Ian Stewart is the original crime fighter
SOME would argue he has the toughest job in Queensland.
Others would argue he is merely a mouthpiece for a State Government hell-bent on cracking down on crime.
Either way, Police Commissioner Ian Stewart said it was an honour and privilege to help ensure the 4.6 million people living in Queensland remained safe at all times.
Mr Stewart, who is originally from Toowoomba, was appointed to the top job on November 1, 2012, after playing an important, and very visible role, during the 2011 summer of disasters.
At the time, he was not the favourite to take the top job, but over the past year his four decades of policing experience has started to shine through.
"It has been one of the most fulfilling times of my career," he said.
"I thoroughly enjoy waking up each day and going to work. It is a privilege to lead such a great team in what is such a great state.
"I am a very proud commissioner."
One of the first orders of business after his appointment was to reduce the number of policing regions across the state, into a more streamlined operation.
As a result, the state's eight police regions were reduced to five, and districts reduced from 31 to 15.
Up to 110 commissioned officers and about 200 other staff were offered redundancies, a decision that did not prove popular at the time, especially in regional areas.
"We certainly had challenges in reducing the regions and districts," he said.
"It was all about getting more officers into frontline duties.
"Officers right across the state all face the same challenges.
"The tyranny of distance has always been a challenge for regional officers. However, the type of isolation that existed 40 years ago does not exist today."
Mr Stewart said one of the major changes the police service is currently undertaking was the way it interacted with the community, something, by its own admission, it has not done effectively in the past.
"Technology has changed the way we interact both internally and externally," he said.
"Today it is all about Facebook, Twitter, online, blogs and social media.
"We are leveraging all those methods of communication to ensure we stay connected with the community.
"But people will always have the option of walking through the front door of their local police station."
Mr Stewart said policing had changed dramatically over the years since he first became an officer.
"The world itself has changed dramatically over the past four decades," he said.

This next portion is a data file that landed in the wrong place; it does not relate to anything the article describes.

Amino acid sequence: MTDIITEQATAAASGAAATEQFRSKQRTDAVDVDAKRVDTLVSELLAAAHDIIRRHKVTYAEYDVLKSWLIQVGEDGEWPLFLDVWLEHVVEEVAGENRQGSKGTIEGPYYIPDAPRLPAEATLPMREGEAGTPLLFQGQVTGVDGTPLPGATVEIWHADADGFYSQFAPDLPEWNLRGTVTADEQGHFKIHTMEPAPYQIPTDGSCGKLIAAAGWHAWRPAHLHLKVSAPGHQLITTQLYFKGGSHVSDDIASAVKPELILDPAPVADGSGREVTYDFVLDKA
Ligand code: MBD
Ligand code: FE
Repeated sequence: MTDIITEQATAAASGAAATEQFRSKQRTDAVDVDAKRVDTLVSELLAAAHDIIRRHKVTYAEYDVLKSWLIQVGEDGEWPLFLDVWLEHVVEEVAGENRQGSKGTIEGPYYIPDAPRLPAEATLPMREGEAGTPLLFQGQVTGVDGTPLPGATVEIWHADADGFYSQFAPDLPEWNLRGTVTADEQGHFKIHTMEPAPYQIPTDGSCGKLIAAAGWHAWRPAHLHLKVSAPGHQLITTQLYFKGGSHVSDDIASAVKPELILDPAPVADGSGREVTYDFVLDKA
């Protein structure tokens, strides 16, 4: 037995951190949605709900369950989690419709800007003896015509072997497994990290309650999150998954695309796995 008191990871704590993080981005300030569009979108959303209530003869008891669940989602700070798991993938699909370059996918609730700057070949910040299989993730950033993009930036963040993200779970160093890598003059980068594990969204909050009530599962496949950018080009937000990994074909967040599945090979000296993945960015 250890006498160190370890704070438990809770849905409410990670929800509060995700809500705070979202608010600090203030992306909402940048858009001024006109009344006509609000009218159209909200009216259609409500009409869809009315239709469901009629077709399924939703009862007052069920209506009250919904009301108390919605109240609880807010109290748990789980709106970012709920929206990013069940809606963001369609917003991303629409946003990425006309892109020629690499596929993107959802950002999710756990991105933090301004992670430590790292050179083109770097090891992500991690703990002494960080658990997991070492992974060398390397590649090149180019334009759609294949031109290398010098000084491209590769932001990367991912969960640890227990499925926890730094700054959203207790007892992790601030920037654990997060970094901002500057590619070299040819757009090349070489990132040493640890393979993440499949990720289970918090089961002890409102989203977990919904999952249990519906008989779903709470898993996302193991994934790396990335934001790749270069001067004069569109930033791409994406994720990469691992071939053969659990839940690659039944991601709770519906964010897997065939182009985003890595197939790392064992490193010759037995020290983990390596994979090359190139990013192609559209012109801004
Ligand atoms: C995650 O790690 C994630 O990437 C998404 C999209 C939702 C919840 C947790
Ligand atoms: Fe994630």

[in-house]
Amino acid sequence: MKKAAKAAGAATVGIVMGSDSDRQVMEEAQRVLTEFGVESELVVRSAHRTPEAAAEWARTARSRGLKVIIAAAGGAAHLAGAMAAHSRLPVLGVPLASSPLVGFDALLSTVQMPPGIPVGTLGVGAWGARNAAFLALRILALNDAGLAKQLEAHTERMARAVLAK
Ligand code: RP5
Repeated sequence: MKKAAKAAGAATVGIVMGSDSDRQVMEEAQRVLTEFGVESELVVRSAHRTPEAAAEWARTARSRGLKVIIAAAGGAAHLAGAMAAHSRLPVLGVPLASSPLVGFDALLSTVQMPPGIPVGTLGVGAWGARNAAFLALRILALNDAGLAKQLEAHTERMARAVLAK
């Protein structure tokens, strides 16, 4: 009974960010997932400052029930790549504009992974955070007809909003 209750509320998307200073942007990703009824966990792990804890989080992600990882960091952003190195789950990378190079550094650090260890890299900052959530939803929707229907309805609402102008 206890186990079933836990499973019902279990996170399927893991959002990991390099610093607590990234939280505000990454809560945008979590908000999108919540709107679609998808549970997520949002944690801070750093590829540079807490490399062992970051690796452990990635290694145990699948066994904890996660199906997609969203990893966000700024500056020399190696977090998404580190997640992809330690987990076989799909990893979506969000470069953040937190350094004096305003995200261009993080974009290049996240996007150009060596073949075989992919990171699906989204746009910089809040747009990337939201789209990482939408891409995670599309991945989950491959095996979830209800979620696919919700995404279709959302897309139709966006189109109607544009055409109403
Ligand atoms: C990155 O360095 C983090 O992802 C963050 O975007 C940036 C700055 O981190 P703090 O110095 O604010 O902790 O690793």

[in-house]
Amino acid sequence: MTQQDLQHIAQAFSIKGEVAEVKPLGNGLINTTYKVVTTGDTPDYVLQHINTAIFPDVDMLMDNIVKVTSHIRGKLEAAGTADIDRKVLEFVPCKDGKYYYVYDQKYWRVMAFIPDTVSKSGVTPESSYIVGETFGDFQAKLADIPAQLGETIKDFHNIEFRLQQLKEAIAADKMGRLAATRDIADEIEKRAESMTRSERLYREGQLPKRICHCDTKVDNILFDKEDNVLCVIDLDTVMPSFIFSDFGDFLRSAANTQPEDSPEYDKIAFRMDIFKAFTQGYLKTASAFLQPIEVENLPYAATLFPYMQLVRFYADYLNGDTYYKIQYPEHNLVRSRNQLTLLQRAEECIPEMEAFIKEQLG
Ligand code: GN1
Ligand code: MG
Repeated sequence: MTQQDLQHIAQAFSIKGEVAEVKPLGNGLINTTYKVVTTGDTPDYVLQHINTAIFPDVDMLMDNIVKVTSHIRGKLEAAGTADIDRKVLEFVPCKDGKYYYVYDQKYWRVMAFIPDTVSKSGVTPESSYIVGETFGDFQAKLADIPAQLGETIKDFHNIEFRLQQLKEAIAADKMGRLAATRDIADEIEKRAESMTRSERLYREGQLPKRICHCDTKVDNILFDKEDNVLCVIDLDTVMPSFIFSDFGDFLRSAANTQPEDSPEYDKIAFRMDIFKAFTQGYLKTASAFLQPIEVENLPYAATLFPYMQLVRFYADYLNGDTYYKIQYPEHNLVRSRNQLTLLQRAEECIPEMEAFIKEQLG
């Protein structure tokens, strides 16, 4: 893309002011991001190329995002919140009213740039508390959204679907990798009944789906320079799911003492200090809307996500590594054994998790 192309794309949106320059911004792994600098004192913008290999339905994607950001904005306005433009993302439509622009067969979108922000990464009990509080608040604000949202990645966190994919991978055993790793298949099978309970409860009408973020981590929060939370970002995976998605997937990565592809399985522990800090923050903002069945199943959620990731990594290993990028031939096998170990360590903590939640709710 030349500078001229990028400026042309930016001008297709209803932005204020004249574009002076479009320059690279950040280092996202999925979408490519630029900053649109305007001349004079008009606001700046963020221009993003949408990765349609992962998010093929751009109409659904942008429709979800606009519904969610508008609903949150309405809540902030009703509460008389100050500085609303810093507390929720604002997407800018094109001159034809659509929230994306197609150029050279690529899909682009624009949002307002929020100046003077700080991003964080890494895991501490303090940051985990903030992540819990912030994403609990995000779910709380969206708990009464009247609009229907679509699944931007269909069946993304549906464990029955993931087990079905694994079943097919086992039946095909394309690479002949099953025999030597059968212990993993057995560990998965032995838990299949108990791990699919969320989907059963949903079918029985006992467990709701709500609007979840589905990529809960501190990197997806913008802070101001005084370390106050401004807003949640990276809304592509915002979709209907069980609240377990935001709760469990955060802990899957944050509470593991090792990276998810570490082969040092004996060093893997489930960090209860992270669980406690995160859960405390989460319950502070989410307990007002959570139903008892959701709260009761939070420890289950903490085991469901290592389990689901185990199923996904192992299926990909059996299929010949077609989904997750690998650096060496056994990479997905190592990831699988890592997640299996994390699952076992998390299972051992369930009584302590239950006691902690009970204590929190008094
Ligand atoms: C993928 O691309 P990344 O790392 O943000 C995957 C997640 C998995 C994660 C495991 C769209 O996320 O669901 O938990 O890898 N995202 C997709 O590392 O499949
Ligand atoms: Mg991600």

"We live in a 24/7 world these days, and the community expects us to be a 24/7 service.
"Forty years ago there was a significant respect for authority.
"Nowadays we have to work extremely hard to gain that respect.
"I personally believe there has been a loss of respect in our community over the past two decades."
Mr Stewart said he believed the threat posed by criminal motorcycle gang members was real, and not just rhetoric from a State Government looking towards the next election.
"What would appease Queenslanders is the police effort in tackling criminal motorcycle gangs has been state-wide," he said.
"The threat has not been as problematic in regional areas, but places like Mackay, Toowoomba, Rockhampton and Gladstone all still have criminal motorcycle gangs.
"It is not a problem just confined to Brisbane and the Gold Coast.
"What we see in regional areas is more people associating with, not necessarily members of, criminal motorcycle gangs."
Mr Stewart said, despite media reports to the contrary, he had a good working relationship with the State Government, as well as the Qld Police Union, and maintained his door was always open to them.
"I believe there always needs to be a level of separation between the government and the police force.
"But, at the end of the day, the government of the day outlines its priorities and it is my role to implement those priorities to the best of my ability," he said.
"I think I have a good professional relationship with Ian Leavers (Qld Police Union president) as well as the other unions.
"I think it is a healthy relationship, and I am always open to new and innovative ideas they may have."
Despite the bikie crackdown, Mr Stewart said one of his greatest concerns was the number of people who were killed on the state's roads each year, and the rising level of drug- and alcohol-related violence seen on streets across the state on a daily basis.
"I think it is a very sad reflection on our society, that we think it's acceptable 300 Queenslanders will die on our roads each year," he said.
"The area that really worries me is drugs and violence. We are doing everything to reduce those types of crimes.
"Even though we are dealing with a specific group at the moment, the reality is we are also dealing with our core business.
"That has not, and will not, stop."